Where I come from, you plan. You plan well in advance. You put things on the calendar and watch as the days tick by until the planned-upon date arrives. This is how I was raised, and I like it that way.
Dare I say, I want it that way? (Cue Backstreet Boys beat.)
For months, I was aware of the fact that the newly-formed mega-boyband NKOTBSB, New Kids on the Block plus Backstreet Boys, would be playing Phillips Arena in Atlanta on June 22. And for months, I dutifully shunned a ticket purchase. Surely I could pass on an Atlanta concert coming right on the heels of my NKOTB cruise. No way would I do that, so soon afterwards. I mean, come on. (Some of you…you know who you are…cannot comprehend why I would deny myself. Others of you…you know who you are…think I am weird for even having this dilemma. I can’t win).
My chosen course of action, whatever fallout may come, was to pass on the NKOTBSB show.
Up until June 22.
On that morning, like a bug drawn to a fluorescent zapper, my mouse somehow clicked on Stubhub.com, and my brain mechanically noted that there were some good deals on tickets the day of the show, and my mouth told my hubby that I changed my mind, and my ears heard him say that he fully expected me to, and my fingers robotically dialed the number of my friend Maggie, who I thought might drop everything to come with me. I was right. The trigger was pulled on the tickets at 2 p.m. That’s 4.5 hours before showtime. We live almost 2 hours away.
Madness! What happened to buying tickets nine months in advance? What happened to the calendar? What happened to…I just did this last month? Zapped.
I may have prepared a fabulous crockpot meal in record time for the fam. I may have scrambled to get the house and kids cleaned up before our ETD of 4 p.m. I may have climbed into the swagger wagon with Maggie and trekked it to Atlanta, laughing and chatting all the way. We may have awkwardly navigated our way to the Stubhub ticket pickup office near the arena, and run in to get our orange envelope like a Mission Impossible team. We may have been swept along in a sea of humanity on our way in to the arena. And we may have settled into our surprisingly good seats with 15 minutes to spare, quite proud of our efficiency.
Or it may have all been a dream. I am still trying to decide.
At any rate, Maggie and I happily be-bopped and sang through the whole show, in the midst of a crowd of 20,000 women and (true to form) about 4 guys. The New Kids and the BSB’s traded up the spotlight for most of the show but came together on a few numbers. As an NKOTB purist, I was admittedly skeptical of the marriage between the two groups from the outset. But I witnessed that night why the uniting of both “families” was actually a pretty smart move. The atmosphere was electric. Out of respect for the row of six younger BSB fans behind us, we cheered along with them, and laughed in amusement at their shrieking hysterics whenever Backstreet Boy Nick Carter ran over to side of the stage closest to our section. (Of course, our shrieking hysterics have evolved over time into much more controlled behavior. We are certainly the epitome of maturity, as evidenced by our presence at such a distinguished event.)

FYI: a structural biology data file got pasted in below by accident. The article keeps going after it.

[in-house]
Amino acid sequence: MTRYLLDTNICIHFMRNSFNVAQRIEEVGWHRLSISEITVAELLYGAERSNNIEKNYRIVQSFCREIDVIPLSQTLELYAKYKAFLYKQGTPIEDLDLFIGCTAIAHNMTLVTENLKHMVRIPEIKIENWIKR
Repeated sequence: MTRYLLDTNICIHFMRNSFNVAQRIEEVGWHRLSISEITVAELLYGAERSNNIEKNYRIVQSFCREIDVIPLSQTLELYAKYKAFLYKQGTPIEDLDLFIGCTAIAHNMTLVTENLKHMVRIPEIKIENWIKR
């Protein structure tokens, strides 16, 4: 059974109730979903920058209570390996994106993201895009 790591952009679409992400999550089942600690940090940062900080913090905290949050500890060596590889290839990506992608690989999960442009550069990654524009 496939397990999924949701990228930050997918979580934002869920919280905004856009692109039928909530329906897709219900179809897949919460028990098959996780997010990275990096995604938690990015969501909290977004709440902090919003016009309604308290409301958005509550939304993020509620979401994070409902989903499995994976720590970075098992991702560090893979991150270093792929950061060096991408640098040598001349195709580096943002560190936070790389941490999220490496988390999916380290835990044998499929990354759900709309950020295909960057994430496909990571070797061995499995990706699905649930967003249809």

I was delighted to be reunited with my cruise buddy Jessa, who was seated down on the floor in front of me where I could spot her. All night long, she craned her neck to turn, smile and wave at me up in the stands, presumably to make sure that I was still breathing at various moments, like when Jordan Knight’s falsetto soared up to the high note of “I’ll Be Loving You Forever.” Returning the favor, I looked down there to check on her during Joey McIntyre’s melodramatic run to the end of the catwalk, where he fell to his knees, and shamelessly milked the end of “Please Don’t Go Girl” a capella, as if everyone there wanted the song to last all night. And they did.
On one final note, it is difficult to describe what a crowd of 20,000 females chanting “Oh oh oh oh oh…the right stuff!” an octave higher than the original key sounds like. It’s almost like yelping. The visual memory of 20,000 fists pumping the air, synchronized to each “OH,” and the auditory memory of deafening yelp-singing is forever seared in a special place in my brain reserved for awesomeness.
Maggie and I made it home by midnight, right under the fairy godmother’s deadline. Thankfully, the swagger wagon did not turn into a pumpkin somewhere on I-85. The next morning, I was back in Cinderella mode…bleary-eyed, making breakfast, trucking the kids to swimming lessons and haircut appointments, but all things considered, not too much worse for the wear.
Every now and then, being spontaneous is super-duper fun.